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Equilibrium in Servicing Industries: An Economic Application of Queuing Theory

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  • Davidson, Carl

Abstract

The purpose of this article is to investigate the nature of equilibrium in markets in which service an d waiting time play an important role. The author shows that if consu mers do not know which firms are charging which prices, all firms cha rge the same price. If firms reveal their prices by advertising, the market separates with consumers with a high (low) cost of time buying from firms with high (low) prices and short (long) queues. If firms are allowed to advertise, they will, but they benefit from a collusiv e agreement restricting advertisement, provided the agreement is enfo rceable. Copyright 1988 by the University of Chicago.

Suggested Citation

  • Davidson, Carl, 1988. "Equilibrium in Servicing Industries: An Economic Application of Queuing Theory," The Journal of Business, University of Chicago Press, vol. 61(3), pages 347-367, July.
  • Handle: RePEc:ucp:jnlbus:v:61:y:1988:i:3:p:347-67
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    References listed on IDEAS

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    1. Simon Benninga & Marshall Blume, "undated". "On the Optimality of Portfolio Insurance," Rodney L. White Center for Financial Research Working Papers 5-85, Wharton School Rodney L. White Center for Financial Research.
    2. Sanford J. Grossman, 1977. "The Existence of Futures Markets, Noisy Rational Expectations and Informational Externalities," Review of Economic Studies, Oxford University Press, vol. 44(3), pages 431-449.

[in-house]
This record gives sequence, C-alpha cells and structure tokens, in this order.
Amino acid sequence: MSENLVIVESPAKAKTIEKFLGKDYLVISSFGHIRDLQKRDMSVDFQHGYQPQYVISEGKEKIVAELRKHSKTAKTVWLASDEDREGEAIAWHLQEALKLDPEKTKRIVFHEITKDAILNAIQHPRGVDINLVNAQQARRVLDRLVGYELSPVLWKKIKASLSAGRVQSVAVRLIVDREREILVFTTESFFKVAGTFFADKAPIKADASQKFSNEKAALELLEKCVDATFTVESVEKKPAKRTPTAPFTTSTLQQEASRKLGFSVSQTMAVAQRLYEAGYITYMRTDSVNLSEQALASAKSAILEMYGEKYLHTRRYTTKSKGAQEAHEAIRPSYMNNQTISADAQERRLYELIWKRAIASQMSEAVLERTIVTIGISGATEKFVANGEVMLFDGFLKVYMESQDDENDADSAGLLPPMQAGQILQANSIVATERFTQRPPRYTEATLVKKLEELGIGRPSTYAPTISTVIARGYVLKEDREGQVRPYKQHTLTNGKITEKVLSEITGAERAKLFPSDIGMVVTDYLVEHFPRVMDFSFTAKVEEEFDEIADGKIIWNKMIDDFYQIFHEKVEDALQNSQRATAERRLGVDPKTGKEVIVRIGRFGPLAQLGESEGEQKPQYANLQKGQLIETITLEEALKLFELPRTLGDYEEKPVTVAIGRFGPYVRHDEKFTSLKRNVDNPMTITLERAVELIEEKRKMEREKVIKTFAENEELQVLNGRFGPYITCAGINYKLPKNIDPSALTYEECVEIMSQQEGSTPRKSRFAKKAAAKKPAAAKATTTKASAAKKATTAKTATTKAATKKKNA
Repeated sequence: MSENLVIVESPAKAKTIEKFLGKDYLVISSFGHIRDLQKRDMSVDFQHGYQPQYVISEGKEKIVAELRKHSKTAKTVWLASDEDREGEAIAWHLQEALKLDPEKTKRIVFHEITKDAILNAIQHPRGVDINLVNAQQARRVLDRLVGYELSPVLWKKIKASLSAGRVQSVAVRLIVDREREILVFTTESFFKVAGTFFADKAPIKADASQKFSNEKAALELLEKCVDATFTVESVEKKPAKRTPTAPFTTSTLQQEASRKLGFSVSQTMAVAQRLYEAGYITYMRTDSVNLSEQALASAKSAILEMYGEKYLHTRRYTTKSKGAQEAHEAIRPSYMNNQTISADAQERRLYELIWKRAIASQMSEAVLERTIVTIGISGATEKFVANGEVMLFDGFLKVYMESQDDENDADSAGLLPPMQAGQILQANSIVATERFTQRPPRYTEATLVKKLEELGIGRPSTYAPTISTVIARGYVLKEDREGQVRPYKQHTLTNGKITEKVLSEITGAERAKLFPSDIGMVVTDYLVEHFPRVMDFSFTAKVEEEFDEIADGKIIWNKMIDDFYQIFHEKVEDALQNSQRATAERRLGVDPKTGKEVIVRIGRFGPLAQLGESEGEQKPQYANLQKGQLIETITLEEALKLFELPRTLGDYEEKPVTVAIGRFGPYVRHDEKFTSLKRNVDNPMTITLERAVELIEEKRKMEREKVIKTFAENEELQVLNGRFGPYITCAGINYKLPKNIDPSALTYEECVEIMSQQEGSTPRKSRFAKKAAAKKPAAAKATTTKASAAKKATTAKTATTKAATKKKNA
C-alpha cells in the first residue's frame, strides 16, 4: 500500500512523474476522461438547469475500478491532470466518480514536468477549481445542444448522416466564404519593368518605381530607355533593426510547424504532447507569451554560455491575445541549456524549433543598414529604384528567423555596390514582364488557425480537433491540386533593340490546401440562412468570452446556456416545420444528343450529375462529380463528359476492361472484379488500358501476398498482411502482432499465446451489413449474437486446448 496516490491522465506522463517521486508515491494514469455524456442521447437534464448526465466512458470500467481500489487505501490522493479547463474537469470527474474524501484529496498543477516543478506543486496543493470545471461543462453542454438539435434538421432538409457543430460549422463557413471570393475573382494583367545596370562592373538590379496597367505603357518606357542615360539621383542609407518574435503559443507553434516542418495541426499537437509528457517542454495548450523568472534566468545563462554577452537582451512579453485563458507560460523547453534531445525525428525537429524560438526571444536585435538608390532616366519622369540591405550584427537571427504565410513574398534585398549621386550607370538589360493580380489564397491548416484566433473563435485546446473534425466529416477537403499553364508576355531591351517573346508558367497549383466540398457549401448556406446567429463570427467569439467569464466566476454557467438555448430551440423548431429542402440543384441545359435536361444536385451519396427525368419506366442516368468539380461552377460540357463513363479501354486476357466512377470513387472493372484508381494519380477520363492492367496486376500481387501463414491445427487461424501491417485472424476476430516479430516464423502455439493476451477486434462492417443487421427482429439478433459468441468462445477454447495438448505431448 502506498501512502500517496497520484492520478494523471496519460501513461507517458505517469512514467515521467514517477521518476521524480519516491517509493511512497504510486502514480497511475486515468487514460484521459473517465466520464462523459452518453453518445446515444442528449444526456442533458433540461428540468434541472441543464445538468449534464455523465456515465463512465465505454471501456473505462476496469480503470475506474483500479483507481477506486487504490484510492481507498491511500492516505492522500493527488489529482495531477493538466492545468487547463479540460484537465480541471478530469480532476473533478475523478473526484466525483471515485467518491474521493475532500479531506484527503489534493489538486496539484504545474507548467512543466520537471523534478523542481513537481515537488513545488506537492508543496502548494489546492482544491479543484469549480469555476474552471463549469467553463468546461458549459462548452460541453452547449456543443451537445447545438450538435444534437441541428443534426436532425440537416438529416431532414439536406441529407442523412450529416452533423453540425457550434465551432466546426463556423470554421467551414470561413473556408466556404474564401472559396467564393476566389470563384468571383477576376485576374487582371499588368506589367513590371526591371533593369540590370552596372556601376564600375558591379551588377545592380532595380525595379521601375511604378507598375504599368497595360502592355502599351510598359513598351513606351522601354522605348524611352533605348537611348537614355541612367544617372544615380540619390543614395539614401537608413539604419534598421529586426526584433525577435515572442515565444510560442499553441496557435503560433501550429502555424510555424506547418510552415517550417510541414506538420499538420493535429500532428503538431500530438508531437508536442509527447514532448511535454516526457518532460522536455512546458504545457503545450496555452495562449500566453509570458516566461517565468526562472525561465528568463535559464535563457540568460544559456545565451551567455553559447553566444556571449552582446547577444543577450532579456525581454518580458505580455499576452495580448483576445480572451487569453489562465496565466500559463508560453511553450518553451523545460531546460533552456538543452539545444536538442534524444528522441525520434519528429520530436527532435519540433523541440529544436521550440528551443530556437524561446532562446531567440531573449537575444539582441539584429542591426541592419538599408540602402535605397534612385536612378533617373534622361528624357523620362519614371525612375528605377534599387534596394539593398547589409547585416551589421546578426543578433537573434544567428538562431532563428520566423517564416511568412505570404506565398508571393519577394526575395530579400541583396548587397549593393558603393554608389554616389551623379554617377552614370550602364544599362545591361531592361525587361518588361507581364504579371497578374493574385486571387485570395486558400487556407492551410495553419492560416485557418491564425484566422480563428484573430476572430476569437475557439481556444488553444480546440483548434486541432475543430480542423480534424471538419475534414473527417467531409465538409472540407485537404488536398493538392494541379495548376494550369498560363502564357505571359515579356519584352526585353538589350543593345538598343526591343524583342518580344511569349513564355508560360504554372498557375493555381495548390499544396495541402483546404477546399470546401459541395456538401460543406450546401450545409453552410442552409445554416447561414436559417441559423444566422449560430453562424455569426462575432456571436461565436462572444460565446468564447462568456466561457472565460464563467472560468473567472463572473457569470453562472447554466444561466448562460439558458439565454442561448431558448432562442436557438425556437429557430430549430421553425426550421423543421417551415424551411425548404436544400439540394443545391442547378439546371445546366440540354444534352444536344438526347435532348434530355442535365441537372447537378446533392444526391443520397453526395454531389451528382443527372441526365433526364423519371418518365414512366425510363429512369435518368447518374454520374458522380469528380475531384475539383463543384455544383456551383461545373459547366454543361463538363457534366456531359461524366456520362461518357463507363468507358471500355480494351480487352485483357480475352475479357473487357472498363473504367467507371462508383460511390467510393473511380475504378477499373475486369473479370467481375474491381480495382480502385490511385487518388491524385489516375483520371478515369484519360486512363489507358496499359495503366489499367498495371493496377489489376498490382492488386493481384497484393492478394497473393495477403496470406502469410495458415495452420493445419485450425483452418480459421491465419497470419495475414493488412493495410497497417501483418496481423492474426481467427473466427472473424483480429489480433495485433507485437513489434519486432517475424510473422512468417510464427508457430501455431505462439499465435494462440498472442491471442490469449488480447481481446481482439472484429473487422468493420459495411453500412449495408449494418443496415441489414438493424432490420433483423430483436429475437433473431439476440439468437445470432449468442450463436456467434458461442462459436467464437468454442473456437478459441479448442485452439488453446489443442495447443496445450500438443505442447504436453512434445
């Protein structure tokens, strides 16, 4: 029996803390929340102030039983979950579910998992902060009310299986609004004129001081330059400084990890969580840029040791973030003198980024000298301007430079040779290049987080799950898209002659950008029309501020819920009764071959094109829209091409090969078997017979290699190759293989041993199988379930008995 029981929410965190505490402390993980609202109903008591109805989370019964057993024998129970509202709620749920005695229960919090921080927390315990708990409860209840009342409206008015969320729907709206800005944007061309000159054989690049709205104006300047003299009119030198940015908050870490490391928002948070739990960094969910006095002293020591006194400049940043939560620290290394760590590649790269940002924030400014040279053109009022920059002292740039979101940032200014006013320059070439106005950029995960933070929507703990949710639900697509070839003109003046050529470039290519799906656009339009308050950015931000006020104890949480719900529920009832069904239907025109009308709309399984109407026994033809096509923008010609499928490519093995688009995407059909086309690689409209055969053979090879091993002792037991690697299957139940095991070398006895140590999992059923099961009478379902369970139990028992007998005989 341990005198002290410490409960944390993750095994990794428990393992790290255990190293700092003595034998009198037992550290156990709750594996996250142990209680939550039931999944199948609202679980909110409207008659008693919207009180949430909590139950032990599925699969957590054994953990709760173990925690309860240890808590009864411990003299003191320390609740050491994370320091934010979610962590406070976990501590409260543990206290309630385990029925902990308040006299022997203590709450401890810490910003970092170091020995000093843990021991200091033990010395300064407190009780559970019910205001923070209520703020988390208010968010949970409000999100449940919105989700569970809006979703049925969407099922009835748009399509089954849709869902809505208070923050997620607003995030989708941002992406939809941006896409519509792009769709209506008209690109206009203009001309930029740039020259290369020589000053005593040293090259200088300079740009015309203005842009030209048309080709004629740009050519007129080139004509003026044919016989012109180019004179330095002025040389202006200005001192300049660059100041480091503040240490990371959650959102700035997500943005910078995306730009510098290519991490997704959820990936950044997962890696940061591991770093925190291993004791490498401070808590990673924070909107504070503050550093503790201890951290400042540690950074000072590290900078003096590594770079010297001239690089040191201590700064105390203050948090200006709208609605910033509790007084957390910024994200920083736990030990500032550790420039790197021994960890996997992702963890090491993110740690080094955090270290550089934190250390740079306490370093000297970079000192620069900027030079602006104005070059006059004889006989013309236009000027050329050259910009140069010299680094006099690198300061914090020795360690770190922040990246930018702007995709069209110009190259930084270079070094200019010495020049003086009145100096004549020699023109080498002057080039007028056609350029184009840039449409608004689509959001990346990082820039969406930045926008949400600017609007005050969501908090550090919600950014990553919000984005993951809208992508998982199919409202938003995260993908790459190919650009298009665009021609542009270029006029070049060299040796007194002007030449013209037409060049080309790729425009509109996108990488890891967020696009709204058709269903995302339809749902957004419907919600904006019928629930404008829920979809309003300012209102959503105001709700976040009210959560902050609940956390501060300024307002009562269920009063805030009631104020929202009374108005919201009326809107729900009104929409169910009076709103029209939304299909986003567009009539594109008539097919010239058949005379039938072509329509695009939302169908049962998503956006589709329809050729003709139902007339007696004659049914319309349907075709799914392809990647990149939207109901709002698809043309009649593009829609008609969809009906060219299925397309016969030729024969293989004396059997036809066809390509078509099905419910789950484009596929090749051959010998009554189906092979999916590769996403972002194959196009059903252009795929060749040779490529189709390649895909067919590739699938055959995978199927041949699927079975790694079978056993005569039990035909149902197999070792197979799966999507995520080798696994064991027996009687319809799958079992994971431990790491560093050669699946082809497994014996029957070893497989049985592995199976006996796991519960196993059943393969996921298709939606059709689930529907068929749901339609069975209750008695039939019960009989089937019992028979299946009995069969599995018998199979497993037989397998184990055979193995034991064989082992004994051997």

3. Benninga, Simon & Blume, Marshall E, 1985. " On the Optimality of Portfolio Insurance," Journal of Finance, American Finance Association, vol. 40(5), pages 1341-1352, December.
    4. Simon Benninga & Marshall Blume, "undated". "On the Optimality of Portfolio Insurance," Rodney L. White Center for Financial Research Working Papers 05-85, Wharton School Rodney L. White Center for Financial Research.
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    Cited by:

    1. James G. Mulligan, 2006. "Endogenously determined Quality and Price In a Two-Sector Competitive Service Market With an Application to Down-Hill Skiing," Working Papers 06-01, University of Delaware, Department of Economics.
    2. Michael Sattinger, 2002. "A Queuing Model of the Market for Access to Trading Partners," International Economic Review, Department of Economics, University of Pennsylvania and Osaka University Institute of Social and Economic Research Association, vol. 43(2), pages 533-548, May.
    3. Das Nilotpal & Falaris Evangelos M & Mulligan James G, 2009. "Vintage Effects and the Diffusion of Time-Saving Technological Innovations," The B.E. Journal of Economic Analysis & Policy, De Gruyter, vol. 9(1), pages 1-37, June.
    4. James T. Moser, 2002. "The immediacy implications of exchange organization," Working Paper Series WP-02-09, Federal Reserve Bank of Chicago.
    5. Pekka Ilmakunnas, 2002. "Strategic behavior in a service industry," Managerial and Decision Economics, John Wiley & Sons, Ltd., vol. 23(2), pages 69-82.
    6. James G. Mulligan & Nilotpal Das, 2005. "Persistent Adoption of Time-Saving Process Innovations," Working Papers 05-03, University of Delaware, Department of Economics.
    7. James G. Mulligan & Nilotpal Das, 2004. "Vintage Effects and the Diffusion of Time-Saving Technological Innovations: The Adoption of Optical Scanners by U.S. Supermarkets."," Working Papers 04-06, University of Delaware, Department of Economics.
    8. GĂ©rard P. Cachon & Patrick T. Harker, 2002. "Competition and Outsourcing with Scale Economies," Management Science, INFORMS, vol. 48(10), pages 1314-1333, October.
    9. Shamir Noam & Shamir Julia, 2012. "The Role of Prosecutor's Incentives in Creating Congestion in Criminal Courts," Review of Law & Economics, De Gruyter, vol. 8(3), pages 579-618, December.

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